Last week I took a rare opportunity to indulge in a spot of mild annual leave. There was no Ryanair, no tapas, no Euros, and no hateful airports. I spent the whole week at home, emerging only to ride my damn fool bicycle and walk in the woods.
It was glorious.
Sadly, though, bicycling and walking in the countryside can’t be done when the sun has gone down, this meant that in the evenings I had to make camp on my sofa. To add some extra spice to the occasion, I watched some TV.
One evening I stumbled across EastEnders – one of the UK’s most popular soap operas. Why this show is popular is a mystery. It is full of misery and despair and death stalks Albert Square like a traffic warden stalks Oxford Street.
I used to watch it in the nineties and it is remarkable how it has barely changed at all. The Queen Vic still looks like the sort of pub you wouldn’t want to visit after dark, the market sells things you couldn’t possibly ever want, and the café does not convincingly comply with contemporary health and safety standards.
And that’s the thing: Albert Square looks the same today as it did when it was first beamed into our living rooms in 1985. The various Beale/Fowler/Cotton dynasties are still there, as is the pub, the market, the café, the park benches and the general sense of poverty and hopelessness. The only difference is that everyone now has a smartphone.
As a TV spectacle, EastEnders is hopelessly out of date – well, they’ve included ExCel London and The O2 in the intro. Anyway, when it started, life in the East End of London was pretty grim. Unemployment was high, prospects were low, and the regeneration of the Docklands area was but the fevered dream of a mad man. Today, though, unemployment is low, prospects are high, and Docklands is a maze of glass and fiscal magnificence.
Despite all the business and the booming, EastEnders still depicts the area as grim and poor. It is not. A realistic storyline today would be Ian Beale selling his huge Victorian pile for about £1.2m and moving further out into the suburbs, maybe to Chelmsford. Or Billericay. If all the landlords and homeowners did this then the show would be full of wealthy bankers and lawyers, the Vic would become a wine bar with a new anti-monarch name, the café would be a fair trade vegan tofu street food shop & book clinic, and the laundrette would be turned into luxury apartments.
But no: because of the audiences’ love for tradition, the same depressing storylines are told over and over again in an environment that is as dated as Walmington-on-Sea (the fictional setting of Dad’s Army, in case you didn’t know).
The problem is that EastEnders has never had a break. It’s a soap, which means it doesn’t run in seasons. It’s constant. The result is that the writers never have a chance to sit back, take stock, and review where they are or, more importantly, where they are going.
Whenever ratings get low, they bring back Leslie Grantham – once he’s put his hook away – and reveal how he faked his own death all those years ago, despite being shot and drowning in a canal. The wheel keeps spinning; nothing is ever new.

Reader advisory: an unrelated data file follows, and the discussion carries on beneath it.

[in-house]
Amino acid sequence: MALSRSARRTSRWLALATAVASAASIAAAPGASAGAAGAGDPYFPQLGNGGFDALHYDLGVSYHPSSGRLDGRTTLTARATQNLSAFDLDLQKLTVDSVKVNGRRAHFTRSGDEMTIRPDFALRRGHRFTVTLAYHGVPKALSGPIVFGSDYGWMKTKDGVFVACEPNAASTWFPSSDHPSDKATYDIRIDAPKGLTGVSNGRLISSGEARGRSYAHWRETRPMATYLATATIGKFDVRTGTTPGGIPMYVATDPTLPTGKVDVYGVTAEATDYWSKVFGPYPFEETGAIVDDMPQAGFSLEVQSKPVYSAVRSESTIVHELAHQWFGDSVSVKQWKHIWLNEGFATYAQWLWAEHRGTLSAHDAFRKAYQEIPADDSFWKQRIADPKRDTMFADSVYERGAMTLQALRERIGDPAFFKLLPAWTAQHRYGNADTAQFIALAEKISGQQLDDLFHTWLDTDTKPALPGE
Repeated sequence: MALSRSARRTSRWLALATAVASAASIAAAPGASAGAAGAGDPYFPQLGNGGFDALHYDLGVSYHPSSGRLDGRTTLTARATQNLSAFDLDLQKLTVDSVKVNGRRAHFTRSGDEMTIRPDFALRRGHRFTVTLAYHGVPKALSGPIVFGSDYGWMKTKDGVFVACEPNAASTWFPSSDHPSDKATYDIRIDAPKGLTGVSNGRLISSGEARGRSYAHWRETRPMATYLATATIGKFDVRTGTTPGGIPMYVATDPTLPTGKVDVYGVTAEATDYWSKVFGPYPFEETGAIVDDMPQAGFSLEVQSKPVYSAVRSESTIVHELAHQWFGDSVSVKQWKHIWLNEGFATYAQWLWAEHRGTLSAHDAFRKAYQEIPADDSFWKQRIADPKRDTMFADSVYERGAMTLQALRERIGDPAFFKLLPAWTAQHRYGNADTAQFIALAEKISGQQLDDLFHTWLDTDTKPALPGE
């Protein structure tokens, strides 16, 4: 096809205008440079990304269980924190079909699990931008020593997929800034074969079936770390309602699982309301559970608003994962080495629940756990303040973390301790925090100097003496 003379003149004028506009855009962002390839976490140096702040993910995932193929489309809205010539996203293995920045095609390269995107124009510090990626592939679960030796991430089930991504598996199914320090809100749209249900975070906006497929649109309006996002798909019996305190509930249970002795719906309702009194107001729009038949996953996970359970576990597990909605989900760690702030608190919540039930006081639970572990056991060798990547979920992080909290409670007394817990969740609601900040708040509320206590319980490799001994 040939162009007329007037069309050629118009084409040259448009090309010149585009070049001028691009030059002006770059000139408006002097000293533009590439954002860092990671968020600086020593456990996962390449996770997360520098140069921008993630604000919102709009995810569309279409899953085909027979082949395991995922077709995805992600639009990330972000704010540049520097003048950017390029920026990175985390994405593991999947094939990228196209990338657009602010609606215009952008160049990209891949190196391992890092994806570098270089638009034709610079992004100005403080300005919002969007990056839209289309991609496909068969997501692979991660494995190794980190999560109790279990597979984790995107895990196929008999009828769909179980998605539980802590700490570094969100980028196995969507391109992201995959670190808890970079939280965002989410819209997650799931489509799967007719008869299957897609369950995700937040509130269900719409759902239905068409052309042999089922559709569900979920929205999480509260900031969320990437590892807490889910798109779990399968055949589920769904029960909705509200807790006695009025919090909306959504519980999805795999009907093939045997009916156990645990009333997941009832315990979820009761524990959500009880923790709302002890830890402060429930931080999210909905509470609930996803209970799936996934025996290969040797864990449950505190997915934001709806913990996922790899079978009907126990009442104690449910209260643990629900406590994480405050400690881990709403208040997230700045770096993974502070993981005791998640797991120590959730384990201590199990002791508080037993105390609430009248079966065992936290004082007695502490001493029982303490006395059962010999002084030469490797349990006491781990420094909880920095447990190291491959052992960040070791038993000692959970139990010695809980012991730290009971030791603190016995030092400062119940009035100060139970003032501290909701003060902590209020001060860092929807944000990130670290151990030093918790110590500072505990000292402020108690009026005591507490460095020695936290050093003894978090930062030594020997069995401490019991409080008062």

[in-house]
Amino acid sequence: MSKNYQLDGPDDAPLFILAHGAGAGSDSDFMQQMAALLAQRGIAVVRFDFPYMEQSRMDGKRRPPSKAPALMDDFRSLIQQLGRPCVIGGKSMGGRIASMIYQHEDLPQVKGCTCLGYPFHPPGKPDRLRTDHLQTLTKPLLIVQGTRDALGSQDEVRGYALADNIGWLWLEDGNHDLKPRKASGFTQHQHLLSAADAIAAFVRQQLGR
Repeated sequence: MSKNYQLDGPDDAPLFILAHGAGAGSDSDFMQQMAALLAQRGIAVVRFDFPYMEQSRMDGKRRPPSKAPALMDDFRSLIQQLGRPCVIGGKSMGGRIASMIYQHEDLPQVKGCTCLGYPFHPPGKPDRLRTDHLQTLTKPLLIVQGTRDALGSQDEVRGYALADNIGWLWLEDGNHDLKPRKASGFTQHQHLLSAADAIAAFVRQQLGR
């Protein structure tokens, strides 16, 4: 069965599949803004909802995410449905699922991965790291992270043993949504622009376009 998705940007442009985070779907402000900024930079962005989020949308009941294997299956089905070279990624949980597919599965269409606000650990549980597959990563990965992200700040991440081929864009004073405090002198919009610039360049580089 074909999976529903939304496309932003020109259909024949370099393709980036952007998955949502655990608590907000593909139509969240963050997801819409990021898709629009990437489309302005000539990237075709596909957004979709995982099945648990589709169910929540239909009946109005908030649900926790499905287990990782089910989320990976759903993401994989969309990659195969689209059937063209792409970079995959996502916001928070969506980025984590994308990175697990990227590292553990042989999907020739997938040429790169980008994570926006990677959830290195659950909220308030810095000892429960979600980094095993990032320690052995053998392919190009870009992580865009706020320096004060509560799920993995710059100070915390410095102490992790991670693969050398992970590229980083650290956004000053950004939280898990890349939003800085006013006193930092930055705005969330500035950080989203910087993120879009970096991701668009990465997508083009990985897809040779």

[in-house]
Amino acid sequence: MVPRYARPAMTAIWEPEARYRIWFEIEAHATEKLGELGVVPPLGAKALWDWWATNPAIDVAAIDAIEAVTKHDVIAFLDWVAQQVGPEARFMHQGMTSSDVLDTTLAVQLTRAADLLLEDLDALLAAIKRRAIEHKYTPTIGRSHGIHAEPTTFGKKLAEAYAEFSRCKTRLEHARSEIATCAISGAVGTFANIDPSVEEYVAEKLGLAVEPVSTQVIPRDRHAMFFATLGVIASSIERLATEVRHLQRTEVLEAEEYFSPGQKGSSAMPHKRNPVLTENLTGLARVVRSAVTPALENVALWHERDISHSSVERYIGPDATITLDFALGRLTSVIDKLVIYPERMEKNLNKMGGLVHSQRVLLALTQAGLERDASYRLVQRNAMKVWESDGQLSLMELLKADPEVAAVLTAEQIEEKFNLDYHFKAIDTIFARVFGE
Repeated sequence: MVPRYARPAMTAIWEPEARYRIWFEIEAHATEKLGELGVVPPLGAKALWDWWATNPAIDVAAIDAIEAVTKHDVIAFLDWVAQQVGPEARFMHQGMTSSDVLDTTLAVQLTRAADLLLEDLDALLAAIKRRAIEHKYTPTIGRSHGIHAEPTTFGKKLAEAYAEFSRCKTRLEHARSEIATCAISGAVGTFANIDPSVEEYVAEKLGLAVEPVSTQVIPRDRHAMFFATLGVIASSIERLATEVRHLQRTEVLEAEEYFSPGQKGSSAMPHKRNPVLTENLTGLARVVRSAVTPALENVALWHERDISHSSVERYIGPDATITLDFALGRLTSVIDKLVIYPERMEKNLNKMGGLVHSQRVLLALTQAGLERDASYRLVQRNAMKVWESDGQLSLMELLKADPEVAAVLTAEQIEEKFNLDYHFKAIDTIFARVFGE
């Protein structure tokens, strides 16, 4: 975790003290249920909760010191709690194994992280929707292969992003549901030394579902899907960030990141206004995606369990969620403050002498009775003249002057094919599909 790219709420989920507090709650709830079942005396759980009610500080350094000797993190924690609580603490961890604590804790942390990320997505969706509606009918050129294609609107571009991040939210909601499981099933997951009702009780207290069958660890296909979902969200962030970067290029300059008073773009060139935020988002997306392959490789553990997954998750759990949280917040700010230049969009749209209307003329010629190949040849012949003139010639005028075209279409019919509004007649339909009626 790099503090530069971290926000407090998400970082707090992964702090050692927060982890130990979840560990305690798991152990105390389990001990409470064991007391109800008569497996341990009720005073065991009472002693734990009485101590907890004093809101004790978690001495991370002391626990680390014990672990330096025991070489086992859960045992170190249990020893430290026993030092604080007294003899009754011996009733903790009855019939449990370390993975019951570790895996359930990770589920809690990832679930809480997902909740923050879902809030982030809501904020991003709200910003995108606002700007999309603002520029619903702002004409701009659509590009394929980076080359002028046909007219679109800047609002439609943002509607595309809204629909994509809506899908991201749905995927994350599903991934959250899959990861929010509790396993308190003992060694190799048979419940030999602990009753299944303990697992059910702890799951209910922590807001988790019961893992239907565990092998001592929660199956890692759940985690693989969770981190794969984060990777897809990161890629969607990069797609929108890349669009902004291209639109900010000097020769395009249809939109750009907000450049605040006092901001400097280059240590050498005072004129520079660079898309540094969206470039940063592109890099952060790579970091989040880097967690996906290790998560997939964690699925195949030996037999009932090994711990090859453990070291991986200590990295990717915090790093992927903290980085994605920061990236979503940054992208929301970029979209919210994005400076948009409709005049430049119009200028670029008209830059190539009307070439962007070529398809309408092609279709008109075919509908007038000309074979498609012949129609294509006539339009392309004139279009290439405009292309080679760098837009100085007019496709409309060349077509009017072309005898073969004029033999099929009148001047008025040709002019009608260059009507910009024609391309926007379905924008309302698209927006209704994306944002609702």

We, the viewers, pick up on mistakes and clangers all the time. For example, I’m fairly sure Nick Cotton has been killed twice – so how do the writers not spot such glaring errors?
This, naturally, brings me on to the conference and meetings industry. In my experience so far, everyone involved in any sort of event lauds its success regardless. I don’t blame them. The work that goes into organising event after event after event is hard and tiring. Universal success or not, if you’ve worked hard on something then it is only natural to take the positives.
This, though, is the problem. You become so engrossed in something that things find their natural head. Comfortable routine is just that: routine. You always book a south-facing venue because, well, you did it once and people liked the extra light. You don’t bother with ID card barcodes because why bother, your printed spreadsheet and checklist has worked fine all these years. And why on earth should you change your website? The one you’ve got has been doing its job perfectly well for 12 years.
What if, though, people get irritated with your south-facing venue because the glare from the sun’s rare appearance makes the projector screen impossible to see? What if moving towards scanning barcodes will save you time rather than flicking through 50 pages of grid? What if your website is no longer visible to people on newer browsers because its so old?
You may not be aware of any of these issues unless someone points them out to you. But people complain about the silliest things these days, so why bother listening to them? It’s only ‘one or two people’. Are you sure? Are you sure there aren’t hundreds of people out there comparing the conference you’ve organised with potentially better ones?
Ask any event manager or conference organiser what the key to a successful event is and they will likely begin the list with ‘planning’ – and rightly so. To be critical of ones’ self, though, is just as important. Ask yourself: is this the best it can be? Even if you’ve done it ‘that way’ for 10 years, that doesn’t mean it’s strictly ‘the best way’.
There’s no right or wrong way, well, there’s plenty of wrong ways, but getting with the times is an important place to start. You don’t need to use technology for technology’s sake, or start booking rooms in basements to cancel out the possibility that sunlight may glare the screen. What you don’t want, though, are people comparing you to a soap opera that thinks it’s still an accurate portrayal of how things are. Because it just isn’t.
Times change. Make sure your event does too.